what is the best age to break a quarter horse. - The Horse Forum
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post #1 of 32 Old 09-07-2009, 12:24 PM Thread Starter
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what is the best age to break a quarter horse.

what is the best age to break a quarter horse?

its horse show time in tennessee!!!!!!!
what im not paranoid!!! ....whos asking???
proud to be a southerner!!!
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post #2 of 32 Old 09-07-2009, 12:50 PM
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As a 3 year old. The normally mature faster and what not. Alot of people break them as "2 year olds" but unless you are wanting to get the horse ready for a futurity or something, there is no rush. If i ever raise horses, all mine will not be broke till the are 3.

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post #3 of 32 Old 09-07-2009, 12:54 PM
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My Lilly will be ridden and doing light walk/trotting/circles and a bit of neck reigning once she hits two.
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post #4 of 32 Old 09-07-2009, 01:06 PM
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Depends on what you're doing with the horse and what you mean by break. Most people I know that breed Quarter Horses do western pleasure and mounted shooting. the horses are usually fully halter trained by about 1 1/2 or 2 (i mean like turning and real work, not just walking) and then they get them used to the saddle and bridle during their 2 yo year. walk trot, maybe a tiny bit of lope for 3 yo and then harder training as a 4 or 5.

That's just what I've seen that worked. It all really depends on your horse. If your horse isn't mature or has bone problems it's better to wait longer so as to not risk injury.
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post #5 of 32 Old 09-07-2009, 01:21 PM
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I would say 2 1/2-3 years old.
Then they are near the end of their maturity/at the end.
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post #6 of 32 Old 09-07-2009, 01:30 PM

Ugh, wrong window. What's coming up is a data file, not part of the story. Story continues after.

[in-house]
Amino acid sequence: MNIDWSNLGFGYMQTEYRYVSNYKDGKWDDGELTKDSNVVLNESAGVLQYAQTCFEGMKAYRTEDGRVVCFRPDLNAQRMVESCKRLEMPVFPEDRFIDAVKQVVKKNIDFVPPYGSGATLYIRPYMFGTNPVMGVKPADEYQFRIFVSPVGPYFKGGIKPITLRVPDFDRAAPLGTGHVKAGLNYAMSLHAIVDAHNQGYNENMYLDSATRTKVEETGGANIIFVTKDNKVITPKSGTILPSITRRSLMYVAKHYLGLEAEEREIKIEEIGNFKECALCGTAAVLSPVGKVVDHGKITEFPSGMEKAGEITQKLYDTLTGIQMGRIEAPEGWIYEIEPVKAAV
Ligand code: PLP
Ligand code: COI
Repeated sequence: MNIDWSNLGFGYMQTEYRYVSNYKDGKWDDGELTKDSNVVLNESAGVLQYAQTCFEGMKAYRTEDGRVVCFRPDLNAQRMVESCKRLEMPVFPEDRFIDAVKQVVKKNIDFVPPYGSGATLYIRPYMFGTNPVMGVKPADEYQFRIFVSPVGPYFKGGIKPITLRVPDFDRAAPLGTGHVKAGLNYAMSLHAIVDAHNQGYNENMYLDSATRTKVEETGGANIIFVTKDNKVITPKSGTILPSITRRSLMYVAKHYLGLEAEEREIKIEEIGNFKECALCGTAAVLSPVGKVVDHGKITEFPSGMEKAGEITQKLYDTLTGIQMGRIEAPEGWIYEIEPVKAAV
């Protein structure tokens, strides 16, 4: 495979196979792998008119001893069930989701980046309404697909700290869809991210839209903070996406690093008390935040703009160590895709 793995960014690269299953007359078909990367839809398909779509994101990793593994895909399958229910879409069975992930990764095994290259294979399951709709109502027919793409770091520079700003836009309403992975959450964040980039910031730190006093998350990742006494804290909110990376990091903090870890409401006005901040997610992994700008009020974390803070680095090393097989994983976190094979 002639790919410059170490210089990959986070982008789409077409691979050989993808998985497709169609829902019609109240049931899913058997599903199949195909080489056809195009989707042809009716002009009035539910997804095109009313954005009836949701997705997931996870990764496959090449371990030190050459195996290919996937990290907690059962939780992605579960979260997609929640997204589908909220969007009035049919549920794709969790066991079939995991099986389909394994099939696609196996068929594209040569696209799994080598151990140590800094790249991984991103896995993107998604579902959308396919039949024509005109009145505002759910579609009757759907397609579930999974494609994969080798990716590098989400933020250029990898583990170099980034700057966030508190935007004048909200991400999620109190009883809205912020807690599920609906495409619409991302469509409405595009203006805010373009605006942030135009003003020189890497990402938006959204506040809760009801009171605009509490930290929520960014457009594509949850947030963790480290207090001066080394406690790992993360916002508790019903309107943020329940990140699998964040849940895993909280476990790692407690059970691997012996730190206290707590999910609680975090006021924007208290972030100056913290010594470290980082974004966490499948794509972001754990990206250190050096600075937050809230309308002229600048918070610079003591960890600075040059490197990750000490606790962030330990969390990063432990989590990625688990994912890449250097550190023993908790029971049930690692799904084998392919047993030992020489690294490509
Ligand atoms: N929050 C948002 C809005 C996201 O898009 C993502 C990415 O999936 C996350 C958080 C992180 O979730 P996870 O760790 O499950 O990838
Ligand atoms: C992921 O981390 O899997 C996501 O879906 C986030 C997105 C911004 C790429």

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They don't finish growing til they're 5 years of age.

Competitors typically start em when they're 2 to turn em into money makers asap.

I started my quarter on some ground when he was 3 and didn't ride him til he was 4.

The vet will tell you that the knees close at 2. But the horse's spine is still developing, he's still growing, and doesn't fully mature til he's 5 years of age.

The bigger the horse, the more time he can take to mature. I've got a draft that's 6 and ready to be ridden (light). Drafts, for example, don't finish growing and maturing til they are 6-8 years of age.

People get in a hurry, because it's a lot of time to wait til the horse is truly old enough. So, if you choose to start em at 2 or 3 be aware that you may damage them permanenty if you're not careful, because they are not fully grown (not just height wise, but also length wise...the vertabrae)....yeah, some horses are started quite young and are sound as ever, but there are plenty more that are arthritic and have other issues.

Just be careful.
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post #7 of 32 Old 09-07-2009, 01:48 PM
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i start breaking my paints when they are two. i only walk and trot no loping till they are 3 yeas of age. they are taught ground manners as soon as they hit the ground. halter broke and learning from day one. i have a 3 year old paint filly just took her to her first show and i have been training her on the barrels for a while but haven't ever fully opened her up because i am scared. she is quick she can be all the way back i mean 500 yards behind the other horses when they start to run and she will pass them up and slide to a stop before she hits the fence. she is quick.
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post #8 of 32 Old 09-07-2009, 03:27 PM
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I really prefer to wait until they are over 3 years old. If you are able to wait until they are 4 or 5, that is best because then you can ride them as hard as you need to without worrying too much about damaging joints and bones that are still growing. IMHO, the worst thing that a person can do on a really young horse (younger than 3) is to ride a lot of circles on them at a lope or trotting small circles. That will deform the growth plates in knees and hocks and pretty much guarantee severe arthritis later in life. Most of the riding I do on my young ones is on trails or through cattle.
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post #9 of 32 Old 09-07-2009, 04:21 PM
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I read this very convincing article about how no horse's bone structure is mature before 6 years old and how there's no such thing as a slow maturing/fast maturing breed and how the longer you wait, the less problems you have in the long run. I'll see if I can find it . . .
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post #10 of 32 Old 09-07-2009, 04:23 PM
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Late two's or three's. Depends on how well-developed your horse already is.

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